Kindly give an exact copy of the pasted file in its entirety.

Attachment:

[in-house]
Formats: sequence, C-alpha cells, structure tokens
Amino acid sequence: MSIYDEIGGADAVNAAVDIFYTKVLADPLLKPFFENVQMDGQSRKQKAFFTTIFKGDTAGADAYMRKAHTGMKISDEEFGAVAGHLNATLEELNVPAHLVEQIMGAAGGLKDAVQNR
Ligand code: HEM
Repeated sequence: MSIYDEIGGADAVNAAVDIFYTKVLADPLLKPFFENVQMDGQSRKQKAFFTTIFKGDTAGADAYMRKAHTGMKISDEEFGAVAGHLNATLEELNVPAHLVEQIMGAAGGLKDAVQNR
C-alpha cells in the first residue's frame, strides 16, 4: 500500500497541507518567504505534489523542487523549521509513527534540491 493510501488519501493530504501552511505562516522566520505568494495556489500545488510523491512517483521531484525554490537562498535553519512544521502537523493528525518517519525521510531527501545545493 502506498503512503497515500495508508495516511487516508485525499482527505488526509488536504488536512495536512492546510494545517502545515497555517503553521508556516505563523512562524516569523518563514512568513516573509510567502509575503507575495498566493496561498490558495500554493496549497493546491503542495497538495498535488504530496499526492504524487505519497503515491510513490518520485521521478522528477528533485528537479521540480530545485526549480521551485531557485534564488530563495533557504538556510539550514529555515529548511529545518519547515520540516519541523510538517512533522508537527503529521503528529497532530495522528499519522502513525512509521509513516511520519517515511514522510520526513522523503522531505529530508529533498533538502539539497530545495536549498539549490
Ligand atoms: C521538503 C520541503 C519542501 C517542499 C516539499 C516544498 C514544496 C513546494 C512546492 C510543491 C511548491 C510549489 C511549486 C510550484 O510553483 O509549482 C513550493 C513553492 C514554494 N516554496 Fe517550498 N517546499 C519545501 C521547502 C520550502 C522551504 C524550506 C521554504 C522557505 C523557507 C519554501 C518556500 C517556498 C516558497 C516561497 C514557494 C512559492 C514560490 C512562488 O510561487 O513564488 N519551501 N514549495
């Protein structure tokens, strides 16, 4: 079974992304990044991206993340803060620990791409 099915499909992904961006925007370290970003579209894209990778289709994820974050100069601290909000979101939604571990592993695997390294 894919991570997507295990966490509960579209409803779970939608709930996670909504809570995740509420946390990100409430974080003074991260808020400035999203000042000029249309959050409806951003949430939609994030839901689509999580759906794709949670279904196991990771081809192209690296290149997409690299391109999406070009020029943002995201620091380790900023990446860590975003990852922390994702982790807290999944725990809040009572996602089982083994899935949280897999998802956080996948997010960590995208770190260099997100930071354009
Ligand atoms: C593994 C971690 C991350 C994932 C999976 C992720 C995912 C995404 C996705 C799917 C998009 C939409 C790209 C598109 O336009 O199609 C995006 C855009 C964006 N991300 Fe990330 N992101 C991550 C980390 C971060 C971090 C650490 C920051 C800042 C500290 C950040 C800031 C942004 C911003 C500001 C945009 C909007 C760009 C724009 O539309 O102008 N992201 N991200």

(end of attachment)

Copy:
[in-house]
Formats: sequence, C-alpha cells, structure tokens
Amino acid sequence: MSIYDEIGGADAVNAAVDIFYTKVLADPLLKPFFENVQMDGQSRKQKAFFTTIFKGDTAGADAYMRKAHTGMKISDEEFGAVAGHLNATLEELNVPAHLVEQIMGAAGGLKDAVQNR
Ligand code: HEM
Repeated sequence: MSIYDEIGGADAVNAAVDIFYTKVLADPLLKPFFENVQMDGQSRKQKAFFTTIFKGDTAGADAYMRKAHTGMKISDEEFGAVAGHLNATLEELNVPAHLVEQIMGAAGGLKDAVQNR
C-alpha cells in the first residue's frame, strides 16, 4: 500500500497541507518567504505534489523542487523549521509513527534540491 493510501488519501493530504501552511505562516522566520505568494495556489500545488510523491512517483521531484525554490537562498535553519512544521502537523493528525518517519525521510531527501545545493 502506498503512503497515500495508508495516511487516508485525499482527505488526509488536504488536512495536512492546510494545517502545515497555517503553521508556516505563523512562524516569523518563514512568513516573509510567502509575503507575495498566493496561498490558495500554493496549497493546491503542495497538495498535488504530496499526492504524487505519497503515491510513490518520485521521478522528477528533485528537479521540480530545485526549480521551485531557485534564488530563495533557504538556510539550514529555515529548511529545518519547515520540516519541523510538517512533522508537527503529521503528529497532530495522528499519522502513525512509521509513516511520519517515511514522510520526513522523503522531505529530508529533498533538502539539497530545495536549498539549490
Ligand atoms: C521538503 C520541503 C519542501 C517542499 C516539499 C516544498 C514544496 C513546494 C512546492 C510543491 C511548491 C510549489 C511549486 C510550484 O510553483 O509549482 C513550493 C513553492 C514554494 N516554496 Fe517550498 N517546499 C519545501 C521547502 C520550502 C522551504 C524550506 C521554504 C522557505 C523557507 C519554501 C518556500 C517556498 C516558497 C516561497 C514557494 C512559492 C514560490 C512562488 O510561487 O513564488 N519551501 N514549495
């Protein structure tokens, strides 16, 4: 079974992304990044991206993340803060620990791409 099915499909992904961006925007370290970003579209894209990778289709994820974050100069601290909000979101939604571990592993695997390294 894919991570997507295990966490509960579209409803779970939608709930996670909504809570995740509420946390990100409430974080003074991260808020400035999203000042000029249309959050409806951003949430939609994030839901689509999580759906794709949670279904196991990771081809192209690296290149997409690299391109999406070009020029943002995201620091380790900023990446860590975003990852922390994702982790807290999944725990809040009572996602089982083994899935949280897999998802956080996948997010960590995208770190260099997100930071354009
Ligand atoms: C593994 C971690 C991350 C994932 C999976 C992720 C995912 C995404 C996705 C799917 C998009 C939409 C790209 C598109 O336009 O199609 C995006 C855009 C964006 N991300 Fe990330 N992101 C991550 C980390 C971060 C971090 C650490 C920051 C800042 C500290 C950040 C800031 C942004 C911003 C500001 C945009 C909007 C760009 C724009 O539309 O102008 N992201 N991200």